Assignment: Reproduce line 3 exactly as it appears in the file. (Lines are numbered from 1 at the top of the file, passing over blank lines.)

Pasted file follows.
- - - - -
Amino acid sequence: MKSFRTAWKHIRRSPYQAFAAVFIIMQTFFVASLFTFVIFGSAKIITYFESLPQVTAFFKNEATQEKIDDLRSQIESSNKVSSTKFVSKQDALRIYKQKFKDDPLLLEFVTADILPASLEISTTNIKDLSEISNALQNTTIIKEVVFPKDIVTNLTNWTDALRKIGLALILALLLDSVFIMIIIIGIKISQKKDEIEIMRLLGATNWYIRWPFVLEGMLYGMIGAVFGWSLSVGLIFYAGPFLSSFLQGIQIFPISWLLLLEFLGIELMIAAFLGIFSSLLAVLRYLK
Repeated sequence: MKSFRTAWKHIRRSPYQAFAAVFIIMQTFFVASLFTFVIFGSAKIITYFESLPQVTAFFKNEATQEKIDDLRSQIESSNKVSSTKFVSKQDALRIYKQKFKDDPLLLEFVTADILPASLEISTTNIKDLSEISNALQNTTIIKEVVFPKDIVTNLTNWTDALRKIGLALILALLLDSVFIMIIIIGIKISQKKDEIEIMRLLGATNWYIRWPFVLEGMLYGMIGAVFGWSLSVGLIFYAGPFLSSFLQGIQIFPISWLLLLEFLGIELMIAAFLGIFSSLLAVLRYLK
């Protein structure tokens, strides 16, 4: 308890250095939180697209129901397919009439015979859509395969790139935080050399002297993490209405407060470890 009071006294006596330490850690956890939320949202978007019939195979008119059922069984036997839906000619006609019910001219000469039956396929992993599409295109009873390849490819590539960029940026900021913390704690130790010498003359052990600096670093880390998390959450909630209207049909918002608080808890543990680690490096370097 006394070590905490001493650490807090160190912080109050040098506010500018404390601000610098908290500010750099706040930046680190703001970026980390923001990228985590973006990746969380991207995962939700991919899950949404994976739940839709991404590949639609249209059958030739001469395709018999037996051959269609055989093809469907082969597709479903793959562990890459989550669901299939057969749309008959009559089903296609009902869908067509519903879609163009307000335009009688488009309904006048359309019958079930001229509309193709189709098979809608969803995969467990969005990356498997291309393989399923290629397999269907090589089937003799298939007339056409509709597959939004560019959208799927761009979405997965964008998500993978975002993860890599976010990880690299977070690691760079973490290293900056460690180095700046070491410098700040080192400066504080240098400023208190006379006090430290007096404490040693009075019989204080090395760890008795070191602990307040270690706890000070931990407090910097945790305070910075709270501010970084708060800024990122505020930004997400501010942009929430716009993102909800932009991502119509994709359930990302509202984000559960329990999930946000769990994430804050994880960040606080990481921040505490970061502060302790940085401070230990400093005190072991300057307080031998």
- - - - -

């Protein structure tokens, strides 16, 4: 308890250095939180697209129901397919009439015979859509395969790139935080050399002297993490209405407060470890 009071006294006596330490850690956890939320949202978007019939195979008119059922069984036997839906000619006609019910001219000469039956396929992993599409295109009873390849490819590539960029940026900021913390704690130790010498003359052990600096670093880390998390959450909630209207049909918002608080808890543990680690490096370097 006394070590905490001493650490807090160190912080109050040098506010500018404390601000610098908290500010750099706040930046680190703001970026980390923001990228985590973006990746969380991207995962939700991919899950949404994976739940839709991404590949639609249209059958030739001469395709018999037996051959269609055989093809469907082969597709479903793959562990890459989550669901299939057969749309008959009559089903296609009902869908067509519903879609163009307000335009009688488009309904006048359309019958079930001229509309193709189709098979809608969803995969467990969005990356498997291309393989399923290629397999269907090589089937003799298939007339056409509709597959939004560019959208799927761009979405997965964008998500993978975002993860890599976010990880690299977070690691760079973490290293900056460690180095700046070491410098700040080192400066504080240098400023208190006379006090430290007096404490040693009075019989204080090395760890008795070191602990307040270690706890000070931990407090910097945790305070910075709270501010970084708060800024990122505020930004997400501010942009929430716009993102909800932009991502119509994709359930990302509202984000559960329990999930946000769990994430804050994880960040606080990481921040505490970061502060302790940085401070230990400093005190072991300057307080031998």